Progress as Kilifi places children with disability in schools DigiRedio 21 September 2023

Progress as Kilifi places children with disability in schools

The great French writer and politician Victor Hugo remarked: “Don’t educate your children to be rich. Educate them to be happy, so they know the value of things, not the price.”

While the meaning and purpose of education can be debated ad infinitum, the value of the happiness and safety of children is in most societies viewed as the true barometer of civilization. Perceived in this light, Kilifi County in Kenya’s coastal region would seem a not so happy place for some of its children. Among just over 1.45 million people, the young ones between ages 0 and 14, at 613,788, make up just under half the population, according to the 2019 national population census.

Kenya’s Ministry of Education documents that the county has 1,071 ECDs (Early Childhood Development) centres and 757 primary schools, both private and public, with a total enrolment of 414,369 children. Under most circumstances this would be considered relatively sufficient. Except for the fact that the county has 20,064 people living with disabilities.

In February 2023, Goodlife Orphanage Centre in Mtepeni within the county organised a day for parents and caregivers to bring children with disability who were out of school. The purpose was to place them in educational institutions after they had been assessed. The assessment was done by a 3-person panel consisting of an occupational therapist, a special needs teacher and a clinical officer.

“We were looking at disability in every child and determining what the child could and could not do,” says Endricah Musiomi, the Occupational Therapist.

“We also wanted to understand what happened at home, the nature of the home environment - the socio-economic factors surrounding a child. Such information would help us to know if a child was living with such disability as would inhibit their being in school or sitting in class. There are some with disability but are able go to school.”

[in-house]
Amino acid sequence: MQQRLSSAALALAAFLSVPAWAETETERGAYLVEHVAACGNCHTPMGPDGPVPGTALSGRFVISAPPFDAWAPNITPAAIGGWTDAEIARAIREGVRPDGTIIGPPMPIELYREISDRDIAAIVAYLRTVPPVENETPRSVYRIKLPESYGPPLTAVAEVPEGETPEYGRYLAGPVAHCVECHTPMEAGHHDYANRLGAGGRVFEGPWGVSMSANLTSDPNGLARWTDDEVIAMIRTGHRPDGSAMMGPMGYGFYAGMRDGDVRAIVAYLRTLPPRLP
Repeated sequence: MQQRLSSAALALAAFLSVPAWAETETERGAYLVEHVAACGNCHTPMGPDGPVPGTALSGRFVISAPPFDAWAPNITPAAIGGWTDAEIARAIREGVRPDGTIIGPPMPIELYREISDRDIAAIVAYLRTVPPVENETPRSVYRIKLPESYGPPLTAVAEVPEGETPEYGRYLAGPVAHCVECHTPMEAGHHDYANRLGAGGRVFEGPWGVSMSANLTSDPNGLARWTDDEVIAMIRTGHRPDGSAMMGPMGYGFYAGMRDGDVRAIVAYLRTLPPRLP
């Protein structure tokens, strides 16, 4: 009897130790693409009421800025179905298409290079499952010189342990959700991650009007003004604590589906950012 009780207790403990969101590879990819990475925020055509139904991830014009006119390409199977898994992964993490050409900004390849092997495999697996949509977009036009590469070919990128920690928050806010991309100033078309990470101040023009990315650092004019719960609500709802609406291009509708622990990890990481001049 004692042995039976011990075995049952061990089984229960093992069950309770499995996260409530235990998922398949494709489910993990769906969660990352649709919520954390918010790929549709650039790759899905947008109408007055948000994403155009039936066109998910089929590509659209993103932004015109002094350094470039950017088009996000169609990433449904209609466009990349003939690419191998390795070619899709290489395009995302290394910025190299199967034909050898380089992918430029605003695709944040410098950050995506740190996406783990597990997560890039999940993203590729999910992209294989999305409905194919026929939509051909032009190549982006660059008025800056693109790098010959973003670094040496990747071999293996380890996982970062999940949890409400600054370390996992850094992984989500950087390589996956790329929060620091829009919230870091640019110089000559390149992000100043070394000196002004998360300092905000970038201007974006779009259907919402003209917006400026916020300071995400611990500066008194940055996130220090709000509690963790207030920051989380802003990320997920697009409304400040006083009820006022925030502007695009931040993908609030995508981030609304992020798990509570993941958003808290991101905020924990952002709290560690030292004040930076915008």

Endricah Musiomi - Occupational Therapist, Goodlife Orphanage Centre in Mtepeni

To mobilise the community for the event, Radio Jahazi, in collaboration with Special Olympics Kenya, created awareness through broadcasts. This was part of a larger campaign called “Come Twende Shule” (Come, let’s go to school) rolled out by UNICEF in conjunction with the Kenya government and a few other partners. The implementing partner in the project is Centre for Behaviour Change Communication (CBCC), whose DigiRadio department developed and disseminated the radio messages. In response to the broadcasts, 102 children with disability were assessed. Ninety-four were referred for enrolment and eight in need of assistive devices identified.

One uplifting case from the assessment involves a 10-year-old girl called Anita Kai. “Anita was previously enrolled in school but attended on and off,” Endricah explains. “She has cerebral palsy which has caused her sever motor skills problems. She cannot hold a pencil, has tremors and involuntary movements. It makes it hard for a teacher to work with her. However, she can read. She is an extraordinarily intelligent child. The family’s socio-economic status is quite low but her mother is as determined as she that her daughter must get an education.”

When she needs to go to the toilet, for instance, Anita is able to express herself. However, she must be fed. And yet amid such extensive challenges, the assessors say one thing: “She has a terrific brain. That girl is sharp.” As a result of the assessment day, the mother finally succeeded in getting Anita enrolled at a nearby academy. Though the school is not equipped to meet her needs, Endricah reckons she is better off battling in there and learning something than being at home.

“And it is precisely because of people like her that we consider the assessment a big success,” Endricah adds. Such powerful testimony is what makes Goodlife want to help other children with disabilities. “We have learnt that around 95 per cent of CWDs in Kilifi South are not in school. They are hidden due to the ostracisation associated with disability.” Endricah concludes by observing that there is a notably large number of children with cerebral palsy in Kilifi. They all need help to get to school.

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